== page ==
Words by: Monisha Mukherjee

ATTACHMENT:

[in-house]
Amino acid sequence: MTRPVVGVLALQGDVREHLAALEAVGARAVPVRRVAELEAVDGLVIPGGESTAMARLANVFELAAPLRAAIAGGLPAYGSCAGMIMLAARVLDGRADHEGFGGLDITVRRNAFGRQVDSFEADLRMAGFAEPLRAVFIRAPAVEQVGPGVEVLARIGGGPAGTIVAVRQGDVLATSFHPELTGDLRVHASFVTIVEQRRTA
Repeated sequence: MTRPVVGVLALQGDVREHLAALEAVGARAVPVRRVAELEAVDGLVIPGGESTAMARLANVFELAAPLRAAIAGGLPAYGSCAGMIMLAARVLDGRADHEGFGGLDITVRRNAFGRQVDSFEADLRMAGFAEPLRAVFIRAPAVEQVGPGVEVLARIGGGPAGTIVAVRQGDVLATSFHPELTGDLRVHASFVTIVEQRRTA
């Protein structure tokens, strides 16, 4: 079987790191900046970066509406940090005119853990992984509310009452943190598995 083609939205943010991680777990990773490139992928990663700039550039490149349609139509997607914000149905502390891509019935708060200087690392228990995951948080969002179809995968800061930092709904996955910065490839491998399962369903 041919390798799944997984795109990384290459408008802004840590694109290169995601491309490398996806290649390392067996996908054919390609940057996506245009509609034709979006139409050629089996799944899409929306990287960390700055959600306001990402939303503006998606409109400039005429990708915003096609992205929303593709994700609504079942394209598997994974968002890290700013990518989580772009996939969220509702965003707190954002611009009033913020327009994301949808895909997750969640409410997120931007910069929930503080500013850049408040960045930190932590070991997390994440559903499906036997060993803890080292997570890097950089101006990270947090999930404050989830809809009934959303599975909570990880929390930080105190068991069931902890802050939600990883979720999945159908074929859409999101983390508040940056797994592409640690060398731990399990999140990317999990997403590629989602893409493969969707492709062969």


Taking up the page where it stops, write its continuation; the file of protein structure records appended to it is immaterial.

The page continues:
When I moved to Richmond two months ago I was amazed by the art that seemed to pop up on every street corner. Everywhere I went, people were spraying murals and messages, like the city was their canvas. Having grown up in suburban neighborhoods, street art was a foreign concept, something only found in a “real” city. I had always associated murals and street art with a symbol of rebellion, the voice of the people who don’t care about the bureaucracy and the rules. Moving to Richmond and living in a place where I could see an elaborate painting from my window made me feel like I was part of that counter culture too, and I’m not the only one. A short walk from my building to the nearest convenience store and I can catch an eyeful of at least three elaborate murals. The fact that no five minute walk is absent of a mural sighting has made it clear that Richmond is an art city, not defined only by museums and display cases. Everyday, there are new murals materializing on the city’s few remaining blank walls. To newcomers, the art is edgy and exactly the kind of thing they expect from city-living. But for the lower-socioeconomic communities of Richmond, this street art fever is pushing them out.